Where am I now and where do I want to be? Developing awareness of graduate attributes in pre-honours students.

Maxine V Swingler, Sarah Armour, Jason Bohan, Heather Cleland-Woods, Gordon B Curry, Archie W N Roy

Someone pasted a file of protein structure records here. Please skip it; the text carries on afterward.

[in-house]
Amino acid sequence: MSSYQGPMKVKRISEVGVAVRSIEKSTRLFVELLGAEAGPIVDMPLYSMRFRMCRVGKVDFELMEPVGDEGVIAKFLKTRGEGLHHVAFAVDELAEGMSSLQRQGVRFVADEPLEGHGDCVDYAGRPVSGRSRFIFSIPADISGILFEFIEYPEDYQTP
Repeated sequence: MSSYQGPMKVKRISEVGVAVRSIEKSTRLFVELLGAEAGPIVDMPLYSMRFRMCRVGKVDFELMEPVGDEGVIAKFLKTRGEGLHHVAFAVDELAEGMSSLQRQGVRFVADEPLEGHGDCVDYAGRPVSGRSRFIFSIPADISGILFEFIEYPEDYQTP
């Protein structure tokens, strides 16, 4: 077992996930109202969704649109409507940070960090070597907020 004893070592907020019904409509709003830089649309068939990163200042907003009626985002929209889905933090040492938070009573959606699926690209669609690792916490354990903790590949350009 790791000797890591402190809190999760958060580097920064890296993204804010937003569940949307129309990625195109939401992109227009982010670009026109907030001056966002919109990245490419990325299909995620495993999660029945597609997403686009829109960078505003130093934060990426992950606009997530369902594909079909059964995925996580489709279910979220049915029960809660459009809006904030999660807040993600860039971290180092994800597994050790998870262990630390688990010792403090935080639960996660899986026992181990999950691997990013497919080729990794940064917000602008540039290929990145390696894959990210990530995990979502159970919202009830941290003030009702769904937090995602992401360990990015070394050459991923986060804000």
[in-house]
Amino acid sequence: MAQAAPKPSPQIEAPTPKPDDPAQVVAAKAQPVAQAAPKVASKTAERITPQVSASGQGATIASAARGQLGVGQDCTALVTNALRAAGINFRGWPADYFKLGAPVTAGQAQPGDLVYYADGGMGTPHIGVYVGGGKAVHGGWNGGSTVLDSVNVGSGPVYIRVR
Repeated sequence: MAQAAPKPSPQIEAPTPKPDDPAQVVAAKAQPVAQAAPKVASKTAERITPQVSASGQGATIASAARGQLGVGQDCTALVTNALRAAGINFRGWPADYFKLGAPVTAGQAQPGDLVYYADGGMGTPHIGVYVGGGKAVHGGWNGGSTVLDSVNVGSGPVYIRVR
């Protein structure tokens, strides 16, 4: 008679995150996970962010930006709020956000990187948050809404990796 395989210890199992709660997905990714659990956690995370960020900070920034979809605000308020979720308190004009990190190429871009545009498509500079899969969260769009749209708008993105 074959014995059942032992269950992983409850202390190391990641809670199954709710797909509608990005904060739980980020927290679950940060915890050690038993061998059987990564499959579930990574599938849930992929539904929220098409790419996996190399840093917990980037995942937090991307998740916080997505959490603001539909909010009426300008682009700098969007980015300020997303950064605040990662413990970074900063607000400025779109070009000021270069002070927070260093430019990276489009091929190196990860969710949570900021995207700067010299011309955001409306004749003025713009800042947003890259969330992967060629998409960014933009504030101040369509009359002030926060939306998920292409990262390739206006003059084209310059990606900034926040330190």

There is increasing emphasis on the importance of making Graduate Attributes (GAs) explicit to students as part of their degree programme and the role of students themselves in proactively developing GAs. The aim of the present project was to encourage students to actively develop and reflect upon curricular and extra-curricular attributes at an earlier stage in their degree programme. To this end we developed and evaluated short-self-reflection exercises in second year (pre-honours) psychology practical classes which asked students to reflect on their curricular and extra-curricular activities and on how the practical skills gained from these activities are linked to graduate attributes.  Activities were followed by careers workshops focused on gaining confidence in communicating graduate attributes in an interview context, and the benefits of engaging with professional networking sites. We evaluated the impact of these activities on: 1) students’ levels of self-efficacy in specific GAs before and after the in-class exercises; 2) students' confidence in presenting their GAs in an interview situation; 3) student awareness of professional networking sites.  The activities resulted in increased self- efficacy ratings after the GAS reflection, increased confidence in presenting their GAs after the careers workshops, and an increased awareness of professional networking sites. The effectiveness of these activities as a method to increase student engagement in developing their GAs will be discussed in the wider context of embedding GAs and employability in pre-honours programmes across STEM disciplines.